“Five years from now- well, I will definitely have my MPhil in Basic and Translational Neuroscience. I plan to contribute to Zimbabwe’s Mental Health information systems and research and work towards population wide mental health awareness programs and treatment for anxiety, depression and substance abuse. With the COVID-19 pandemic increasing the rate of substance abuse in Zimbabwe, studying the interplay between biology and social context in adolescent development is critical.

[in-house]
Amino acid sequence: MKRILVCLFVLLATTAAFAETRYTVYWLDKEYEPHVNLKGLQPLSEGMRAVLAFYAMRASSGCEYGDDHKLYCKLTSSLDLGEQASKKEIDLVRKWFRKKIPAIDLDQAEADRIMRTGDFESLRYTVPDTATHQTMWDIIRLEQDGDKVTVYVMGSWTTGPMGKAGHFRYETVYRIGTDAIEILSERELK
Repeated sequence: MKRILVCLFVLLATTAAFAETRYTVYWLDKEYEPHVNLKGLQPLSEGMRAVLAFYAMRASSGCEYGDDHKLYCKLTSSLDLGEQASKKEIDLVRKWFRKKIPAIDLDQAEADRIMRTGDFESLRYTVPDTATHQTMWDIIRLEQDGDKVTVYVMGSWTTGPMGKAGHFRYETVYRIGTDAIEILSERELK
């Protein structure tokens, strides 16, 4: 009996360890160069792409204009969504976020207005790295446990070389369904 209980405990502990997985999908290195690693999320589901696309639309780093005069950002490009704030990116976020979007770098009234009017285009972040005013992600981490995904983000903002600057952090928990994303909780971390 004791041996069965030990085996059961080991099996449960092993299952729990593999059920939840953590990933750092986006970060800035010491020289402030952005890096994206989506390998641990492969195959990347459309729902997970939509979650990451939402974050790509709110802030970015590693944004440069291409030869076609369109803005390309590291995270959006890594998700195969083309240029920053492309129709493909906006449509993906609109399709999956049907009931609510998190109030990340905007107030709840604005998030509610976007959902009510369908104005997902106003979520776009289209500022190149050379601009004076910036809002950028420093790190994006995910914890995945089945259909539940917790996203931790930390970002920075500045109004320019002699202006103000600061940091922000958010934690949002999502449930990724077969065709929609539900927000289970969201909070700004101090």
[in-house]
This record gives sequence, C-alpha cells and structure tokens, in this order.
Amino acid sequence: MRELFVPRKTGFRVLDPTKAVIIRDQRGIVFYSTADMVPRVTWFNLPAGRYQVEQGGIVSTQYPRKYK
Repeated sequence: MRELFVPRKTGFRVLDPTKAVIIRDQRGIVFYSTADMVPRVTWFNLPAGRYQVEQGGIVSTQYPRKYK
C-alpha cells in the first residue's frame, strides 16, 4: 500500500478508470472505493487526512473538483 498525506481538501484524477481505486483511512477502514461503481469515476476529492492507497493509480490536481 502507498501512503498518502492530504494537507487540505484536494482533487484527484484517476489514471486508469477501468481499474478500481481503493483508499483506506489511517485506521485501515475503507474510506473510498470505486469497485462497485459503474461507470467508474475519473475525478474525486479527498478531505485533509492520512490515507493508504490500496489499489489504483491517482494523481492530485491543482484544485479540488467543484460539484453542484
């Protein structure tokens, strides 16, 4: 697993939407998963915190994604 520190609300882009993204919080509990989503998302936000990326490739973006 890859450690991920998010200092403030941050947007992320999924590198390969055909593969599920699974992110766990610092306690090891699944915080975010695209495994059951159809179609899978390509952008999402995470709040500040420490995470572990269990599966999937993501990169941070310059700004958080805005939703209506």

“The results of the study will help me inform the creation of substance abuse treatment plans for the youths, which will focus on how young people’s brains can be rewired to adapt new skills that can manage the substance abuse risk factors. I also want to embark on research that focuses on the relationship between climate change and neurological disorders among Zimbabweans. Research highlights that global warming worsens the symptoms for Dementia, Alzheimer’s disease and Parkinson’s disease. Perhaps my PhD will be linked to this, who knows.”